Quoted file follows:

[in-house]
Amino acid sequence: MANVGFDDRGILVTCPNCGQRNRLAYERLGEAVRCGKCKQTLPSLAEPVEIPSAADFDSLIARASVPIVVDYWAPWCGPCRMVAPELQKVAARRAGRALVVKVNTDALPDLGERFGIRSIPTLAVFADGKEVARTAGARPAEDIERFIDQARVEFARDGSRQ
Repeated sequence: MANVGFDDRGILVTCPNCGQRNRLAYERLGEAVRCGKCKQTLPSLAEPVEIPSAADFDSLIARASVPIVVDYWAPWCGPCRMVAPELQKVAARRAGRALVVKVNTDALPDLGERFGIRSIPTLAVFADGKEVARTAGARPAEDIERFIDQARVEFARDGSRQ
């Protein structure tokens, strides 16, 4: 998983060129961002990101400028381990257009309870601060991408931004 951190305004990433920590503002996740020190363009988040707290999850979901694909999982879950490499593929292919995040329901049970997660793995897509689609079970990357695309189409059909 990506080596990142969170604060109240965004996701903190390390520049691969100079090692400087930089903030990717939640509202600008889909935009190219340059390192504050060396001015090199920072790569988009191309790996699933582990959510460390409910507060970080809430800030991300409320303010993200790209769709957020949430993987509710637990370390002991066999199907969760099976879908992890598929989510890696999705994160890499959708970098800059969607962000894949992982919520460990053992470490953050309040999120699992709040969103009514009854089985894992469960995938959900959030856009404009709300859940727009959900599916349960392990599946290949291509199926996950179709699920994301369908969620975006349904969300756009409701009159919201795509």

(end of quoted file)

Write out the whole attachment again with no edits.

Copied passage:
[in-house]
Amino acid sequence: MANVGFDDRGILVTCPNCGQRNRLAYERLGEAVRCGKCKQTLPSLAEPVEIPSAADFDSLIARASVPIVVDYWAPWCGPCRMVAPELQKVAARRAGRALVVKVNTDALPDLGERFGIRSIPTLAVFADGKEVARTAGARPAEDIERFIDQARVEFARDGSRQ
Repeated sequence: MANVGFDDRGILVTCPNCGQRNRLAYERLGEAVRCGKCKQTLPSLAEPVEIPSAADFDSLIARASVPIVVDYWAPWCGPCRMVAPELQKVAARRAGRALVVKVNTDALPDLGERFGIRSIPTLAVFADGKEVARTAGARPAEDIERFIDQARVEFARDGSRQ
């Protein structure tokens, strides 16, 4: 998983060129961002990101400028381990257009309870601060991408931004 951190305004990433920590503002996740020190363009988040707290999850979901694909999982879950490499593929292919995040329901049970997660793995897509689609079970990357695309189409059909 990506080596990142969170604060109240965004996701903190390390520049691969100079090692400087930089903030990717939640509202600008889909935009190219340059390192504050060396001015090199920072790569988009191309790996699933582990959510460390409910507060970080809430800030991300409320303010993200790209769709957020949430993987509710637990370390002991066999199907969760099976879908992890598929989510890696999705994160890499959708970098800059969607962000894949992982919520460990053992470490953050309040999120699992709040969103009514009854089985894992469960995938959900959030856009404009709300859940727009959900599916349960392990599946290949291509199926996950179709699920994301369908969620975006349904969300756009409701009159919201795509």